How to Speed Up Website Load Time
Website load time is a key factor in user satisfaction. If you speed up website load time, you get the added benefit of reducing shopping cart abandonment, increasing the amount of time people spend on your website, improving ad click-thru rates, as well as improved SEO with fast page loads. If you run an AdWords campaign directing traffic to your site, fast page load speed translates to a higher quality score in ranking for keywords in the bidding pool. The following tips will help you speed up website load time no matter which factors you're aiming for.
Reduce the number of HTTP requests
Optimize Image Files
Unless your website designer was specifically instructed to optimize theme images for page load speed, it's very likely many of your theme images are too big. You can solve this problem by using lossless image compression tools to re-compress the images. In some cases, converting the file to another format will also reduce the overall file size. Tools for both PNG and JPG files exist to quickly perform lossless compression. For uploaded files, like the ones included in web page body copy or blog posts, be sure the images are properly sized. I have seen many blog posts where the width and height attributes of an image are changed in the HTML, but the actual image is big. If you want a small version of the image to appear in the post, resize the image to the size you want, then upload the smaller version.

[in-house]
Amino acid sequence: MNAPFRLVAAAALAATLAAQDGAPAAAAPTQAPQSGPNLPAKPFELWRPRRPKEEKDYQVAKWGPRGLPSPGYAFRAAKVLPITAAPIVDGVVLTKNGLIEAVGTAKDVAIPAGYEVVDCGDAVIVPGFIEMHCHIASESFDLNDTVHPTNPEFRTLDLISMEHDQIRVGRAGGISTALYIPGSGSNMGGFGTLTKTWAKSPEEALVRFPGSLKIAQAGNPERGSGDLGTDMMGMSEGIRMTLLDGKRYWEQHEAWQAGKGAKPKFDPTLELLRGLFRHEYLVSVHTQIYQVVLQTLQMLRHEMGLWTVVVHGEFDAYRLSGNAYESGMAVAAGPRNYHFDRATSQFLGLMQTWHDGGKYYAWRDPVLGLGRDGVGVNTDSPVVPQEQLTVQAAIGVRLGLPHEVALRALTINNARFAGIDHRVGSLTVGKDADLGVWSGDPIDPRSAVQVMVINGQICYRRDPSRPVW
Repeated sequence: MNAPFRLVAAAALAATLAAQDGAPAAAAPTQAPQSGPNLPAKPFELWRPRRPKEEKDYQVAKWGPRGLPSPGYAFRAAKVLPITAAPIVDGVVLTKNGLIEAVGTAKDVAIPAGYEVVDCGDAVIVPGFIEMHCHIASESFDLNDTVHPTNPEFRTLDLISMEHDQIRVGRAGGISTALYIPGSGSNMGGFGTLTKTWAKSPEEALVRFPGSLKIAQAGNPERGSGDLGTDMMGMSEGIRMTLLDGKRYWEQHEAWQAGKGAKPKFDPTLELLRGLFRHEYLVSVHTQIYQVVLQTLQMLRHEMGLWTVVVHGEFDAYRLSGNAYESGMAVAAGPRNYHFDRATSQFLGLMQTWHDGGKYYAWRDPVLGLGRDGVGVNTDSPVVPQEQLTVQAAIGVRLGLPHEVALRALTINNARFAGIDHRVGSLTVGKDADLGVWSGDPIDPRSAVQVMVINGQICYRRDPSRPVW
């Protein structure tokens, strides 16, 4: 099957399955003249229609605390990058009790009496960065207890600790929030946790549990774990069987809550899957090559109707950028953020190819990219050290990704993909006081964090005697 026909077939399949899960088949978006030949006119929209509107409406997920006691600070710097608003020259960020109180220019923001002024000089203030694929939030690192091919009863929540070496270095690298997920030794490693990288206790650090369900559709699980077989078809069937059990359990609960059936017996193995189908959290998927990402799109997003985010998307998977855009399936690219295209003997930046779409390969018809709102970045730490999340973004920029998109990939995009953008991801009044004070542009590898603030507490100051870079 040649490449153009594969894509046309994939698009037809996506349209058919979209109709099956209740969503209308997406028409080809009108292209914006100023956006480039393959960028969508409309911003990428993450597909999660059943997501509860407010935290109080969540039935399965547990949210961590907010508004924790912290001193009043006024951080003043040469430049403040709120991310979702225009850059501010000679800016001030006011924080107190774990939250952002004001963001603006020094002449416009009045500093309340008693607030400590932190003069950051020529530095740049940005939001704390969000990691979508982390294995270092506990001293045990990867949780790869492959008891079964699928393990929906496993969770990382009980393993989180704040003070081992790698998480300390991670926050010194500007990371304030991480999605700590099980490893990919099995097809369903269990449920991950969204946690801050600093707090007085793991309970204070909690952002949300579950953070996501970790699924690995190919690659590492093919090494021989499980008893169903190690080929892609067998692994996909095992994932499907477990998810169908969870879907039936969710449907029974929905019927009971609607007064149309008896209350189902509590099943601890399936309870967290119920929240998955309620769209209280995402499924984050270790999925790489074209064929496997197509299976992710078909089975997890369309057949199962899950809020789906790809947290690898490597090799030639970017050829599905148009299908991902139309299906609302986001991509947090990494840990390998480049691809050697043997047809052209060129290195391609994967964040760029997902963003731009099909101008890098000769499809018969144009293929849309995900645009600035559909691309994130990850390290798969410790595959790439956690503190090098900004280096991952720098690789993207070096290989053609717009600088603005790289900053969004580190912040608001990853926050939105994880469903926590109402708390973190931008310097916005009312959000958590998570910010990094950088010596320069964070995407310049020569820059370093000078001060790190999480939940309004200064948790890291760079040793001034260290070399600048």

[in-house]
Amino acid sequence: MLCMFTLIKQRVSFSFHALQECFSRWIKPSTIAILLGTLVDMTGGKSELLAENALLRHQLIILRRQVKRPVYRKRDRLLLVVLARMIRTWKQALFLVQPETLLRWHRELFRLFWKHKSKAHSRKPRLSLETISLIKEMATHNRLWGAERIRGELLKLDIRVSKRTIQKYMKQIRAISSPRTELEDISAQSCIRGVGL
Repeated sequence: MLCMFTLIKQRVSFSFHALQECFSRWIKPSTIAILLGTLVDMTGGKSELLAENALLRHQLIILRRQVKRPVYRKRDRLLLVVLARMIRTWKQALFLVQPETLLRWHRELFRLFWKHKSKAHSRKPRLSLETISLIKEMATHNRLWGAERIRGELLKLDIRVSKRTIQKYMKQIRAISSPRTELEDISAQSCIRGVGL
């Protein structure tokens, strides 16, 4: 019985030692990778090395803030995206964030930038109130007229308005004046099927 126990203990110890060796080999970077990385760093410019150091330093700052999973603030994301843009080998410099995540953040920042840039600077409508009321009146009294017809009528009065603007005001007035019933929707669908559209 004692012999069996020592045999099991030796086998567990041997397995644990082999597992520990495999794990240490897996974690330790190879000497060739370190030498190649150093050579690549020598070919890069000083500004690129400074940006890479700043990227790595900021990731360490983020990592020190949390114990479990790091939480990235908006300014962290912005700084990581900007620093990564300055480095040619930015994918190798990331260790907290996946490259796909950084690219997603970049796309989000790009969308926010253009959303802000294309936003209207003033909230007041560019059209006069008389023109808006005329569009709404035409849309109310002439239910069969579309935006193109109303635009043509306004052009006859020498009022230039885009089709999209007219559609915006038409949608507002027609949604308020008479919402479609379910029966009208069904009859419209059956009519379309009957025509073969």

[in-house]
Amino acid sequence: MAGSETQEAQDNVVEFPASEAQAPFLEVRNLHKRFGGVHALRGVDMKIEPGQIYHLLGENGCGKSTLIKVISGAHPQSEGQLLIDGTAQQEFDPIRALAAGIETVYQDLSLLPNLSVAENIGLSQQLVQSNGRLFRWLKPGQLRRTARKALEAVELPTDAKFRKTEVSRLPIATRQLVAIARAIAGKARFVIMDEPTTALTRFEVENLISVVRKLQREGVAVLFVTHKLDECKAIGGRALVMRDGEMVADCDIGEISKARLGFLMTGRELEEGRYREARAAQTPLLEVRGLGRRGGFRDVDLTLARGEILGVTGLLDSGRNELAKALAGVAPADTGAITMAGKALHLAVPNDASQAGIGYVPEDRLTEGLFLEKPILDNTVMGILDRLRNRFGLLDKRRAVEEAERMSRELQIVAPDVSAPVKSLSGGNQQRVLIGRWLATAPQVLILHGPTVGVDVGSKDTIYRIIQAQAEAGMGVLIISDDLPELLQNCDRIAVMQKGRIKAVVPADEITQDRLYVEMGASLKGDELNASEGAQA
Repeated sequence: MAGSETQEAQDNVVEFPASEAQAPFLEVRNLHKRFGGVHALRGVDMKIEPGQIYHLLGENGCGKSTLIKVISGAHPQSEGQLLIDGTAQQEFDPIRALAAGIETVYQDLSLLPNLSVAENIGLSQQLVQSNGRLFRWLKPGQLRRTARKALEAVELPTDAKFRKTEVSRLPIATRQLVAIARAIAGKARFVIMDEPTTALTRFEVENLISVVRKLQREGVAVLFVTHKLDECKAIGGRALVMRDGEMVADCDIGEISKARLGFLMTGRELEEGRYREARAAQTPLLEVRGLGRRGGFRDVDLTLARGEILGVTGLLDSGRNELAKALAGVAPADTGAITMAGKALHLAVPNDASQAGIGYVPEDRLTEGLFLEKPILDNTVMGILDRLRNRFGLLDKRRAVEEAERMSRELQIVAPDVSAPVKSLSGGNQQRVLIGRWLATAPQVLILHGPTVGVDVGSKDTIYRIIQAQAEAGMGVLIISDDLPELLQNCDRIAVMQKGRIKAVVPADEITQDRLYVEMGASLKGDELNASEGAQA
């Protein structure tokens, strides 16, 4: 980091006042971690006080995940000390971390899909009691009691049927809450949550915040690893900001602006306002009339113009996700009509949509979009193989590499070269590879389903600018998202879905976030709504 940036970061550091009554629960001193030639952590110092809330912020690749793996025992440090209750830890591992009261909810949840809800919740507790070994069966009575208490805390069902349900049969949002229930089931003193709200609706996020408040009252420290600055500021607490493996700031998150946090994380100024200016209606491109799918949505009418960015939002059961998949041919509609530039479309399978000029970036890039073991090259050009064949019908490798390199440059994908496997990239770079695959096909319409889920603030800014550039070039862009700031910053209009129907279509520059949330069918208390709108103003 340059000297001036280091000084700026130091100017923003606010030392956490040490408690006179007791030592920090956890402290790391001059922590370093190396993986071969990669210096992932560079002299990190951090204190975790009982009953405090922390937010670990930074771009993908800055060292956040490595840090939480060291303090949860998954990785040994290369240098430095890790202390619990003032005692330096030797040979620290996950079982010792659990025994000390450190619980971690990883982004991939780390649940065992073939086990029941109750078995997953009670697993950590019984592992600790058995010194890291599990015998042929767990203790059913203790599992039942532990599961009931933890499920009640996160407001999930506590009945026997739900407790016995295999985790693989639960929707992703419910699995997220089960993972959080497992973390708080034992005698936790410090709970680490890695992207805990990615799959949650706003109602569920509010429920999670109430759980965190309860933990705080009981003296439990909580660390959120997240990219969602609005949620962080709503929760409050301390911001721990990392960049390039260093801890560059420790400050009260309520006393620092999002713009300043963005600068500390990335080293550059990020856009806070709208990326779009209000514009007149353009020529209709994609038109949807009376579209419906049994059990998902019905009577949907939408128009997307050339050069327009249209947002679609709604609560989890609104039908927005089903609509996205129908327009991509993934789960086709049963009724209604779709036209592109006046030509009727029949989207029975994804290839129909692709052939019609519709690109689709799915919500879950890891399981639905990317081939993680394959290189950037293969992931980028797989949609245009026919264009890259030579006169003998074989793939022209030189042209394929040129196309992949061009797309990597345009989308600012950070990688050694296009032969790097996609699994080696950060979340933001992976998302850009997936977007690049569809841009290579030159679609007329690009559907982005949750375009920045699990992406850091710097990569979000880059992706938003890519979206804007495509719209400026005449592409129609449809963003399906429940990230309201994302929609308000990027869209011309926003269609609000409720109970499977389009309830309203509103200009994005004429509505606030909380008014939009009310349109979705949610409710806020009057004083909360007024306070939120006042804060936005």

Serve Images from an External Domain
Gzip compression allows your server to compress HTML before it gets delivered to the browser. This reduces the file size and translates to a faster load time. Check with your webhost to see if this can be enabled. If your hosting provider doesn't support gzip compression, consider getting a new hosting provider.
Valid HTML loads more quickly in most browsers. If your web pages are full of HTML validation errors, you are forcing the browser rendering engine to work harder at figuring out what the page is supposed to look like. This means longer load times for the end user. Fixing those validation errors reduces the amount of time it takes for a web browser to render the page. Valid HTML may also have the added benefit of improving your page quality score in Google's ranking algorithm, which improves your chances of ranking higher in search engines.
Eliminate duplicate requests
Eliminating duplicate requests ties into the tip about reduced HTTP requests. WordPress plugins are notorious for calling jQuery independent of the built-in WordPress call to jQuery. I have seen many installs where jQuery is called three or more times, often requesting a separate file on the server each time. This is a waste of HTTP requests and a needless drain on page load speed. jQuery only needs to be called once per page. Bonus points for using Google's jQuery library, which increases the chances of a caching benfit from other sites also using it. jQuery isn't the only offender in the duplicate request category, it happens to be the most obvious one. Look for other places where duplication is occuring and squash those too.